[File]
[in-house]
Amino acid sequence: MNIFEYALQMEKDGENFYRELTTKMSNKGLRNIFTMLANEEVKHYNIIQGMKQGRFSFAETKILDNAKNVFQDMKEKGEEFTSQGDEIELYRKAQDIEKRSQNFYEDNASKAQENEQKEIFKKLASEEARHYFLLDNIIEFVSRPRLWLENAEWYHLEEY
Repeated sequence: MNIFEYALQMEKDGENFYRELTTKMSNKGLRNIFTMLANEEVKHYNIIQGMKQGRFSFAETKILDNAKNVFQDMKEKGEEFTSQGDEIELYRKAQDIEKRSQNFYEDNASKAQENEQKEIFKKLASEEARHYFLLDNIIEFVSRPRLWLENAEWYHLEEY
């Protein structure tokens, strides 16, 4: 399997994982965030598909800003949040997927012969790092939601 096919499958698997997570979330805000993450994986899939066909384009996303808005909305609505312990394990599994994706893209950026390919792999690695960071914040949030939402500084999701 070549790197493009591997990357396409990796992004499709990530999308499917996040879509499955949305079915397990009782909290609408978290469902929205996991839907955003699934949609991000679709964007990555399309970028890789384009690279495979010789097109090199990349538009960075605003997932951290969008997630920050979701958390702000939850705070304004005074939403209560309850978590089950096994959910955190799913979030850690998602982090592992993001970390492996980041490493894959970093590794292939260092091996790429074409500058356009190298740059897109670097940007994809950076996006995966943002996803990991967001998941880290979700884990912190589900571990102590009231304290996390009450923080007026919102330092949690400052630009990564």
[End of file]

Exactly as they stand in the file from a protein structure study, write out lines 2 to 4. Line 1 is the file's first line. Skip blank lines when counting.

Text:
Amino acid sequence: MNIFEYALQMEKDGENFYRELTTKMSNKGLRNIFTMLANEEVKHYNIIQGMKQGRFSFAETKILDNAKNVFQDMKEKGEEFTSQGDEIELYRKAQDIEKRSQNFYEDNASKAQENEQKEIFKKLASEEARHYFLLDNIIEFVSRPRLWLENAEWYHLEEY
Repeated sequence: MNIFEYALQMEKDGENFYRELTTKMSNKGLRNIFTMLANEEVKHYNIIQGMKQGRFSFAETKILDNAKNVFQDMKEKGEEFTSQGDEIELYRKAQDIEKRSQNFYEDNASKAQENEQKEIFKKLASEEARHYFLLDNIIEFVSRPRLWLENAEWYHLEEY
């Protein structure tokens, strides 16, 4: 399997994982965030598909800003949040997927012969790092939601 096919499958698997997570979330805000993450994986899939066909384009996303808005909305609505312990394990599994994706893209950026390919792999690695960071914040949030939402500084999701 070549790197493009591997990357396409990796992004499709990530999308499917996040879509499955949305079915397990009782909290609408978290469902929205996991839907955003699934949609991000679709964007990555399309970028890789384009690279495979010789097109090199990349538009960075605003997932951290969008997630920050979701958390702000939850705070304004005074939403209560309850978590089950096994959910955190799913979030850690998602982090592992993001970390492996980041490493894959970093590794292939260092091996790429074409500058356009190298740059897109670097940007994809950076996006995966943002996803990991967001998941880290979700884990912190589900571990102590009231304290996390009450923080007026919102330092949690400052630009990564």